More Mpox Vaccine Breakthrough Cases
Eurosurveillance recently published a Rapid Communication report focused on a case series of Belgian patients presenting with severe Mpox disease following post-exposure preventive vaccination (PEPV) or after off-label primary prophylactic vaccination (PPV) in non-primed individuals.
Thus far, the current control measures have positively impacted the Mpox outbreak, as indicated by the sharp decline in new infections.
In Belgium, the Mpox vaccination with the U.S. FDA-approved modified vaccinia Ankara (MVA-BN; JYNNEOS®, IMVANEX®) vaccine started with PEPV end of May 2022.
From the end of July, the main Belgian clinics began PPV campaigns by administering a first subcutaneous (SC) dose.
Without immunosuppression, the second dose was delayed instead of being given at the recommended interval of 28 days.
In agreement with recommendations from several health councils, vaccinations from September 2, 2022, onwards were exclusively given off-label via the intradermal route at one-fifth of the SC dose.
Since the end of November 2022, the vaccine supply was secured and was again given as two SC doses with an interval of 28 days.
Three patients presented with symptoms compatible with mpox after vaccination at our institute between the end of July and the beginning of October. Two others were diagnosed with mpox at an emergency department.
They contacted the research team after the diagnosis in October.
All five patients had at least one full dose of the subcutaneous JYNNEOS vaccine before contracting the Mpox virus again.
These exposures were reported between two days before (PEPV patient) and 32 days after vaccination.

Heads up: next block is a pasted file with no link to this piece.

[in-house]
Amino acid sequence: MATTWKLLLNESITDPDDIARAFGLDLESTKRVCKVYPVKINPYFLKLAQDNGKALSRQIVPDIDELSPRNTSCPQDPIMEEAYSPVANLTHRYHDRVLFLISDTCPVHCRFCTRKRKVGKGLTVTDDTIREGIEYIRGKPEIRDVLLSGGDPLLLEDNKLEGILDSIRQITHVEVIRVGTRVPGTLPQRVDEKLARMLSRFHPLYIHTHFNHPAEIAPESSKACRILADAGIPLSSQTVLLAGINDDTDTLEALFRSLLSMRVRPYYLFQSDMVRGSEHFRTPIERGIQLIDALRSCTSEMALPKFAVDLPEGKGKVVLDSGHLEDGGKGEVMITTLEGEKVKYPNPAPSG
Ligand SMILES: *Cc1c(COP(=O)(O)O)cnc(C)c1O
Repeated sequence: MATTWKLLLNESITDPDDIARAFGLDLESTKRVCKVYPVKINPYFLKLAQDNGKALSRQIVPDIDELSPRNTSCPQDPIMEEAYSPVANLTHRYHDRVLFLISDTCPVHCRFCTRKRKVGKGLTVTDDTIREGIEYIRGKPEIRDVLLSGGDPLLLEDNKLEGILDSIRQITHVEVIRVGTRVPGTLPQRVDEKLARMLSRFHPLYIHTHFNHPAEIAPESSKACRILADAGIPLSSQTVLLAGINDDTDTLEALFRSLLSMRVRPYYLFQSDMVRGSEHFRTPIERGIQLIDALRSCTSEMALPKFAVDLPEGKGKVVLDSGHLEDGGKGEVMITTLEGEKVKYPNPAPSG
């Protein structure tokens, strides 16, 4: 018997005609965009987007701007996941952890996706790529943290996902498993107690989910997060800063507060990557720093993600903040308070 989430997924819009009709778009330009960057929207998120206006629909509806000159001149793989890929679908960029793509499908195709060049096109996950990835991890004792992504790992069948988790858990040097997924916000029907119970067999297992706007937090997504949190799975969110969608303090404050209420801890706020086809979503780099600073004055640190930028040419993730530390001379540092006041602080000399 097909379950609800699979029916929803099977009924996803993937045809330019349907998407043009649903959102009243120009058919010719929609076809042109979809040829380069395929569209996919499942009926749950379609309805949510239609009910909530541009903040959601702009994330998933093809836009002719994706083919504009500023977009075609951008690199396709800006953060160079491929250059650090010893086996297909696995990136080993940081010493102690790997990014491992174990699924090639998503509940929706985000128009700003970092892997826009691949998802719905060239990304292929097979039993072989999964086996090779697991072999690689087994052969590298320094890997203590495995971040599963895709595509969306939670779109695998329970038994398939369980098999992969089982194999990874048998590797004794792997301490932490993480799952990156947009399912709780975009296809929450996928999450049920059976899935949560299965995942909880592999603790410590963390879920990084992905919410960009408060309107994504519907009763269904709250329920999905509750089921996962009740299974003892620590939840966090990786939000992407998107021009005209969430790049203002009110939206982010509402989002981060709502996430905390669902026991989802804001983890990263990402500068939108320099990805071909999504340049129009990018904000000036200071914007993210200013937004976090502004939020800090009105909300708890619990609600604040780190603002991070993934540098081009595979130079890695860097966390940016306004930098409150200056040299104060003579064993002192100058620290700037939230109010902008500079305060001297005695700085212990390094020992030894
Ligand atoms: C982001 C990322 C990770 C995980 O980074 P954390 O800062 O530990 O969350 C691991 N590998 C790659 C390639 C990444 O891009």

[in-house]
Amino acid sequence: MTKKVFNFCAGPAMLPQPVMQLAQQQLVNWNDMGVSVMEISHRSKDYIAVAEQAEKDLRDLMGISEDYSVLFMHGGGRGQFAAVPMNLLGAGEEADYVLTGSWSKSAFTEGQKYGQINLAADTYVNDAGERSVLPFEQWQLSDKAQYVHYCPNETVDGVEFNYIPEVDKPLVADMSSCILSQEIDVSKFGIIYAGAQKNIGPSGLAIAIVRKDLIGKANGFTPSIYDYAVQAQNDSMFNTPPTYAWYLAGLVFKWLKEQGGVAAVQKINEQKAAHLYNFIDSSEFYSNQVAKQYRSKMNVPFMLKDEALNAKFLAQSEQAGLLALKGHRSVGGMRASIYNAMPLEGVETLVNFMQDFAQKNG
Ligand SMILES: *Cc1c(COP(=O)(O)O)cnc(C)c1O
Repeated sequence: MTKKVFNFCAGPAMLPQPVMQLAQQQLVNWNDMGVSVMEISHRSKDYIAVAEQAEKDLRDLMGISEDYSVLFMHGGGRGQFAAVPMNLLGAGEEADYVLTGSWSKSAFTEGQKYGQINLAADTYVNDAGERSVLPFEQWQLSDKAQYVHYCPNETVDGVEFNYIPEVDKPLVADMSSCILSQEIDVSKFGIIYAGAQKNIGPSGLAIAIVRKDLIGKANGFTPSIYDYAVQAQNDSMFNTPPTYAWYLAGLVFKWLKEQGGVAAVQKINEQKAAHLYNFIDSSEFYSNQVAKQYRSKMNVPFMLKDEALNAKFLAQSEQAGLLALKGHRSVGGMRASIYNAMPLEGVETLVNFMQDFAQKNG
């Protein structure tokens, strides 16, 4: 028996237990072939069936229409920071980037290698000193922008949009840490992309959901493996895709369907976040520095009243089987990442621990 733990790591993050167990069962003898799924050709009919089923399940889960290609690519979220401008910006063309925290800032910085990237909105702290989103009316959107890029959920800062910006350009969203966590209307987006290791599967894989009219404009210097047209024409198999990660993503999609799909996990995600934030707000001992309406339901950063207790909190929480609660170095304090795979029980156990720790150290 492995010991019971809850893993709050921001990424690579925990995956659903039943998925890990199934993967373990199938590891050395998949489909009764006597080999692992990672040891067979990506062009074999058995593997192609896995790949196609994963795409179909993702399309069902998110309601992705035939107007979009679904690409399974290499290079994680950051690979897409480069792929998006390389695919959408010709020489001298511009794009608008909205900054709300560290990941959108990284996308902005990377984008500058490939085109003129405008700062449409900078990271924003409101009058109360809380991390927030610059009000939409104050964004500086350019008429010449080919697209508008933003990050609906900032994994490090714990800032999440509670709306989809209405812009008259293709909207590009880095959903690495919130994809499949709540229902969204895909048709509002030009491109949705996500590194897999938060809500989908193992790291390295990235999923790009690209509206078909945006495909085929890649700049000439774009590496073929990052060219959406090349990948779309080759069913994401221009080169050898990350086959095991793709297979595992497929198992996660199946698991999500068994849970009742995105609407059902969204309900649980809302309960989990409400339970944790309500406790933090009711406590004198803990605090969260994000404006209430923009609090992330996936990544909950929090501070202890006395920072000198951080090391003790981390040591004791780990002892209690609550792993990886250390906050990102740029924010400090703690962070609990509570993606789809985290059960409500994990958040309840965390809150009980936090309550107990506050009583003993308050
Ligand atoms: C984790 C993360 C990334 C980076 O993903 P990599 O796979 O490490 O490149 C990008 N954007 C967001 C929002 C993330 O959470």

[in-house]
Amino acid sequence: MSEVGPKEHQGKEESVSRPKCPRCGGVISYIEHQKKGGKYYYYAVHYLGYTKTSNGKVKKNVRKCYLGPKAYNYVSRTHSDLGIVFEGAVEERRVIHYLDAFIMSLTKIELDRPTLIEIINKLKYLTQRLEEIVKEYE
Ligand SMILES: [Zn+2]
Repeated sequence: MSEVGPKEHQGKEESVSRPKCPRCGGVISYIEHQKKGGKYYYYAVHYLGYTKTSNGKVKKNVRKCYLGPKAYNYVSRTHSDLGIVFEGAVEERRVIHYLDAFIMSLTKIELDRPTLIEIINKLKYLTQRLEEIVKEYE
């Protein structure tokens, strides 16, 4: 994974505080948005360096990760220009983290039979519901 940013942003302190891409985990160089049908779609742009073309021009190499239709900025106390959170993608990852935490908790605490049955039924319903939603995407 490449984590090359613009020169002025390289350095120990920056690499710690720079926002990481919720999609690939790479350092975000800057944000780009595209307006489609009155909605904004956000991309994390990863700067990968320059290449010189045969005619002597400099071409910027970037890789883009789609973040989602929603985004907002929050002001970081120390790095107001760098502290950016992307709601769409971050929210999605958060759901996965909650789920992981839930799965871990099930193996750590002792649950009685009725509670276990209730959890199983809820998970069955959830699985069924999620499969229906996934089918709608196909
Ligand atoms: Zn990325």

The rationale for different dosing options was based on older epidemiological studies demonstrating the cross-protection of first-generation smallpox vaccines against the Mpox virus.
However, the clinical efficacy of third-generation smallpox vaccines (JYNNEOS) against Mpox and established correlates of protection remain to be determined.
A few studies have been published thus far.
A non-profit healthcare provider in the United States recently reported 90 patients with Mpox among its 7,339 vaccinees, with most infections occurring in the first two weeks after the first dose.
Although two cases were infected > 14 days after the second dose.
Notably, eight individuals developed symptoms, including some with rectal pain and proctitis, more than 28 days after the first vaccine dose.
Five of these infections occurred after receiving a second dose.
A recent French study detected 12 (4%) PCR-confirmed mpox cases in 276 individuals who received PEPV.
They reported two proctitis cases that were classified as non-severe, as no hospitalization occurred.
These researchers concluded a uniform definition of Mpox disease severity would help to facilitate comparability across studies.
Nevertheless, healthcare workers and those at high risk should remain aware of the possibility of infections after vaccination, especially shortly after administering the first dose and be vigilant for symptoms.
Furthermore, combining Mpox vaccination with preventive measures should be emphasized.
In the U.S., 1,118,639 JYNNEOS doses (first and second) have been administered in 57 Jurisdictions as of November 29, 2022.
Additional Mpox news is posted at MonkeypoxToday.
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